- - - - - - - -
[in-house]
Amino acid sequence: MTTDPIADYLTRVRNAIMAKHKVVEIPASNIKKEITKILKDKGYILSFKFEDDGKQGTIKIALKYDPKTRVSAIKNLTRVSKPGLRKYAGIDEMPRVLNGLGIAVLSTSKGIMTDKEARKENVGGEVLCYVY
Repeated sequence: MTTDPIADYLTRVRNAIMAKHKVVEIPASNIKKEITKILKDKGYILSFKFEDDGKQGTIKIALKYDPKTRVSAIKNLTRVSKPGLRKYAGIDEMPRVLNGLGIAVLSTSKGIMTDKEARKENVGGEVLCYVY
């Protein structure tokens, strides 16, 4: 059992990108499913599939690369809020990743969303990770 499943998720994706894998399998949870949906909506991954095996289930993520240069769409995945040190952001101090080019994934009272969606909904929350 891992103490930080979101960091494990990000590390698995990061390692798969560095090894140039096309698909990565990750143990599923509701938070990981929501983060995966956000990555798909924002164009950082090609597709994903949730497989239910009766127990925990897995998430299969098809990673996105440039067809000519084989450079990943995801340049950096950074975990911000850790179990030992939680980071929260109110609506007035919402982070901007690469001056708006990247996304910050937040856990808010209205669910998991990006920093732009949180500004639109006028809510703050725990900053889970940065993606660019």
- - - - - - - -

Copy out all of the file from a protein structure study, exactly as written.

[in-house]
Amino acid sequence: MTTDPIADYLTRVRNAIMAKHKVVEIPASNIKKEITKILKDKGYILSFKFEDDGKQGTIKIALKYDPKTRVSAIKNLTRVSKPGLRKYAGIDEMPRVLNGLGIAVLSTSKGIMTDKEARKENVGGEVLCYVY
Repeated sequence: MTTDPIADYLTRVRNAIMAKHKVVEIPASNIKKEITKILKDKGYILSFKFEDDGKQGTIKIALKYDPKTRVSAIKNLTRVSKPGLRKYAGIDEMPRVLNGLGIAVLSTSKGIMTDKEARKENVGGEVLCYVY
């Protein structure tokens, strides 16, 4: 059992990108499913599939690369809020990743969303990770 499943998720994706894998399998949870949906909506991954095996289930993520240069769409995945040190952001101090080019994934009272969606909904929350 891992103490930080979101960091494990990000590390698995990061390692798969560095090894140039096309698909990565990750143990599923509701938070990981929501983060995966956000990555798909924002164009950082090609597709994903949730497989239910009766127990925990897995998430299969098809990673996105440039067809000519084989450079990943995801340049950096950074975990911000850790179990030992939680980071929260109110609506007035919402982070901007690469001056708006990247996304910050937040856990808010209205669910998991990006920093732009949180500004639109006028809510703050725990900053889970940065993606660019």